Abortion is the spontaneous or induced (therapeutic) expulsion of the products of conception from the uterus before 20 weeks gestation (fetal weight less than 500 g [17½2 oz]). Up to 15% of all pregnancies and about 30% of all first pregnancies end in spontaneous abortion (miscarriage). At least 75% of miscarriages occur during the first trimester.
Spontaneous abortion may result from fetal, placental, or maternal factors. (See Types of spontaneous abortion.) Fetal factors usually cause abortions before the 12th week of gestation and include:
defective embryologic development resulting from abnormal chromosome division (most common cause of fetal death)
faulty implantation of the fertilized ovum
failure of the endometrium to accept the fertilized ovum.
Types of spontaneous abortion
Threatened abortion: Bloody vaginal discharge occurs during the first half of pregnancy. About 20% of pregnant women have vaginal spotting or actual bleeding early in pregnancy; of these, about 50% abort.
Inevitable abortion: Membranes rupture or the cervix dilates
or both. As labor continues, the uterus expels the products of conception.
Incomplete abortion: Uterus retains part or all of the placenta. Because part of the placenta may adhere to the uterine wall, bleeding continues.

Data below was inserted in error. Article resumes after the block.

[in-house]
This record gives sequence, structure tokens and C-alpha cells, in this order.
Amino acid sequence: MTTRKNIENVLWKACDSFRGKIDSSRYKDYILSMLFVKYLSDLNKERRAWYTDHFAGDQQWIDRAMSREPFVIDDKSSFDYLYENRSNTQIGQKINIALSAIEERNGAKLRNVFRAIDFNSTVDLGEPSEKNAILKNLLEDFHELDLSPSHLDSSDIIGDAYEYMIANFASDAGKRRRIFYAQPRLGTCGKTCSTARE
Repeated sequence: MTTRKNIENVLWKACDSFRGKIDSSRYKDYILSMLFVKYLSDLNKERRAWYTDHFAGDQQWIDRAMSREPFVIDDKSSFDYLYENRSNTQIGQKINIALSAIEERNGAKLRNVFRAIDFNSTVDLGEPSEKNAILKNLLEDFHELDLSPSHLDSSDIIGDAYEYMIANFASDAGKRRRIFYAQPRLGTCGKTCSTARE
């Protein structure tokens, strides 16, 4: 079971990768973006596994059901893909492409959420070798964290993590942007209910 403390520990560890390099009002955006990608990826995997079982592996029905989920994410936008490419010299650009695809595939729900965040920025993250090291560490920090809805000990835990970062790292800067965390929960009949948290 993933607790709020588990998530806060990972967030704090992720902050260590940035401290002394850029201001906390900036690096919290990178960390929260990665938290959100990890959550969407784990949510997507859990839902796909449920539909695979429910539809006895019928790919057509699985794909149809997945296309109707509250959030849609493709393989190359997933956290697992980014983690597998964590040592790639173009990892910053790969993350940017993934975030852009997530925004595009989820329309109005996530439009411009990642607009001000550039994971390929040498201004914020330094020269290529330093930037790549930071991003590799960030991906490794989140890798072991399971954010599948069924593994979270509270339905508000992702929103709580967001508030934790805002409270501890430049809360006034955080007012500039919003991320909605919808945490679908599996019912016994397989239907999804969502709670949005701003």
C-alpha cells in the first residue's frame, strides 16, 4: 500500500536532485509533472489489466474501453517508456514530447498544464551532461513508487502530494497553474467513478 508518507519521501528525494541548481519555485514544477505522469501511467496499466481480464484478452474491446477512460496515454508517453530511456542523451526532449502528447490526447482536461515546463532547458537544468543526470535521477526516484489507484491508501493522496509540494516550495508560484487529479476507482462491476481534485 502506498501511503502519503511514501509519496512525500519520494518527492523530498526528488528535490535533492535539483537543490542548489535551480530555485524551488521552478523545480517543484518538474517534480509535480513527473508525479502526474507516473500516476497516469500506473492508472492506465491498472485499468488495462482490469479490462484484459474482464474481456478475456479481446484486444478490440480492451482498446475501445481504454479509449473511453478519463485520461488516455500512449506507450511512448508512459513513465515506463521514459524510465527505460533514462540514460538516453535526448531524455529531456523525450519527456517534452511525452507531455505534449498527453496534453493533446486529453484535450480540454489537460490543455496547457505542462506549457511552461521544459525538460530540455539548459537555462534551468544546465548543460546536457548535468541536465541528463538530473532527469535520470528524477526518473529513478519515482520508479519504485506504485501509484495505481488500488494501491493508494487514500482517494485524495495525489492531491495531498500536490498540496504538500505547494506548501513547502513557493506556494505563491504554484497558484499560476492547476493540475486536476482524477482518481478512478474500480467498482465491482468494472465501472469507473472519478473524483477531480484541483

Complete abortion: Uterus passes all the products of conception.
Missed abortion: Uterus retains the products of conception for 2 months or more after the death of the fetus. Uterine growth ceases; uterine size may even seem to decrease. Prolonged retention of the dead products of conception may cause coagulation defects such as disseminated intravascular coagulation.
Habitual abortion: Spontaneous losses of three or more consecutive pregnancies constitute habitual abortion.
Septic abortion: Infection accompanies abortion.
Placental factors usually cause abortion around the 14th week of gestation, when the placenta takes over the hormone production necessary to maintain the pregnancy. These factors include:
premature separation of the normally implanted placenta
abnormal placental implantation.
Maternal factors usually cause abortion during the second trimester and include: